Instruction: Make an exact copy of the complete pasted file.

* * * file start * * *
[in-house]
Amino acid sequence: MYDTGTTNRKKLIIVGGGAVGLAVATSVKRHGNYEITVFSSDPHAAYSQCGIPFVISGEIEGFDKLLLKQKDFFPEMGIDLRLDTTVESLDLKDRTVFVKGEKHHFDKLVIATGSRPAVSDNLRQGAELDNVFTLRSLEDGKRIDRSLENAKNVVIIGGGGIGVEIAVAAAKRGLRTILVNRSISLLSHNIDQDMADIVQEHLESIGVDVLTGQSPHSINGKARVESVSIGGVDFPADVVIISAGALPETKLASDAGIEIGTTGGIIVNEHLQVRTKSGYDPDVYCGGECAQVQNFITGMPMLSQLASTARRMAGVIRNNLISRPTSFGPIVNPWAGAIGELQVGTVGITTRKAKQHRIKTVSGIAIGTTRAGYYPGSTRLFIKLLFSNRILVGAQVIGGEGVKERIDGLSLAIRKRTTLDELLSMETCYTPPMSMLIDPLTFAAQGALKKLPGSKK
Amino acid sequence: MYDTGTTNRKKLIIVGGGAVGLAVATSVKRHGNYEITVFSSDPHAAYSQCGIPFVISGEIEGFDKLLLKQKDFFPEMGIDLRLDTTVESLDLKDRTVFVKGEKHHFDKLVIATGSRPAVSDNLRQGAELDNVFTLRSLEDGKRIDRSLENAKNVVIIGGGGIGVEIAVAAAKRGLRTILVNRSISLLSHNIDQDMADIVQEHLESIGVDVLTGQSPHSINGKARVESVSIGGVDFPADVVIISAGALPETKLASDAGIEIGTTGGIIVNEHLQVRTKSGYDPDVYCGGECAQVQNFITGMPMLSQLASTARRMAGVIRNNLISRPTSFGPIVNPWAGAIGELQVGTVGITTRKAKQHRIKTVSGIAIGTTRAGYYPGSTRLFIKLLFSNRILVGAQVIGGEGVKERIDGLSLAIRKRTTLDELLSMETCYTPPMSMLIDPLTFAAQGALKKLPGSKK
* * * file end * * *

[in-house]
Amino acid sequence: MYDTGTTNRKKLIIVGGGAVGLAVATSVKRHGNYEITVFSSDPHAAYSQCGIPFVISGEIEGFDKLLLKQKDFFPEMGIDLRLDTTVESLDLKDRTVFVKGEKHHFDKLVIATGSRPAVSDNLRQGAELDNVFTLRSLEDGKRIDRSLENAKNVVIIGGGGIGVEIAVAAAKRGLRTILVNRSISLLSHNIDQDMADIVQEHLESIGVDVLTGQSPHSINGKARVESVSIGGVDFPADVVIISAGALPETKLASDAGIEIGTTGGIIVNEHLQVRTKSGYDPDVYCGGECAQVQNFITGMPMLSQLASTARRMAGVIRNNLISRPTSFGPIVNPWAGAIGELQVGTVGITTRKAKQHRIKTVSGIAIGTTRAGYYPGSTRLFIKLLFSNRILVGAQVIGGEGVKERIDGLSLAIRKRTTLDELLSMETCYTPPMSMLIDPLTFAAQGALKKLPGSKK
Amino acid sequence: MYDTGTTNRKKLIIVGGGAVGLAVATSVKRHGNYEITVFSSDPHAAYSQCGIPFVISGEIEGFDKLLLKQKDFFPEMGIDLRLDTTVESLDLKDRTVFVKGEKHHFDKLVIATGSRPAVSDNLRQGAELDNVFTLRSLEDGKRIDRSLENAKNVVIIGGGGIGVEIAVAAAKRGLRTILVNRSISLLSHNIDQDMADIVQEHLESIGVDVLTGQSPHSINGKARVESVSIGGVDFPADVVIISAGALPETKLASDAGIEIGTTGGIIVNEHLQVRTKSGYDPDVYCGGECAQVQNFITGMPMLSQLASTARRMAGVIRNNLISRPTSFGPIVNPWAGAIGELQVGTVGITTRKAKQHRIKTVSGIAIGTTRAGYYPGSTRLFIKLLFSNRILVGAQVIGGEGVKERIDGLSLAIRKRTTLDELLSMETCYTPPMSMLIDPLTFAAQGALKKLPGSKK